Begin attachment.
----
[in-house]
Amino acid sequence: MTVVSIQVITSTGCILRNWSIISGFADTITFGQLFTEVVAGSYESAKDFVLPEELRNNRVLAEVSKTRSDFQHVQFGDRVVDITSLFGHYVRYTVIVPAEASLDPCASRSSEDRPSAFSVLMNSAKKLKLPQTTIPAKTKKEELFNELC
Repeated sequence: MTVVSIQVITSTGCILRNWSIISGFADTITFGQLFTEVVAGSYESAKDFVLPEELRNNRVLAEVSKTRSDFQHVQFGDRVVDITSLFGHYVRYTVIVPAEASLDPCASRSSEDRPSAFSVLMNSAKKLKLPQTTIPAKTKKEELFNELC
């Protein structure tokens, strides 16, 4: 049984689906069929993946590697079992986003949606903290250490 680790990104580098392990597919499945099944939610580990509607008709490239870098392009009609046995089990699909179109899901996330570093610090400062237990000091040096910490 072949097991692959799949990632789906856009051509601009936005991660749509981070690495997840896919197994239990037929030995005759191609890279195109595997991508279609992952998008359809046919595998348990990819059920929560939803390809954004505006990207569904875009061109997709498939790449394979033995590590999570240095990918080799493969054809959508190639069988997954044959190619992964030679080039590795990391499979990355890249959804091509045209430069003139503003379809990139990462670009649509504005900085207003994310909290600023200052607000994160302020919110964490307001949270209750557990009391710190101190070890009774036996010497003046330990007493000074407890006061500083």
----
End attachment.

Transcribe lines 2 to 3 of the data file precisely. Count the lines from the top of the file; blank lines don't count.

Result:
Amino acid sequence: MTVVSIQVITSTGCILRNWSIISGFADTITFGQLFTEVVAGSYESAKDFVLPEELRNNRVLAEVSKTRSDFQHVQFGDRVVDITSLFGHYVRYTVIVPAEASLDPCASRSSEDRPSAFSVLMNSAKKLKLPQTTIPAKTKKEELFNELC
Repeated sequence: MTVVSIQVITSTGCILRNWSIISGFADTITFGQLFTEVVAGSYESAKDFVLPEELRNNRVLAEVSKTRSDFQHVQFGDRVVDITSLFGHYVRYTVIVPAEASLDPCASRSSEDRPSAFSVLMNSAKKLKLPQTTIPAKTKKEELFNELC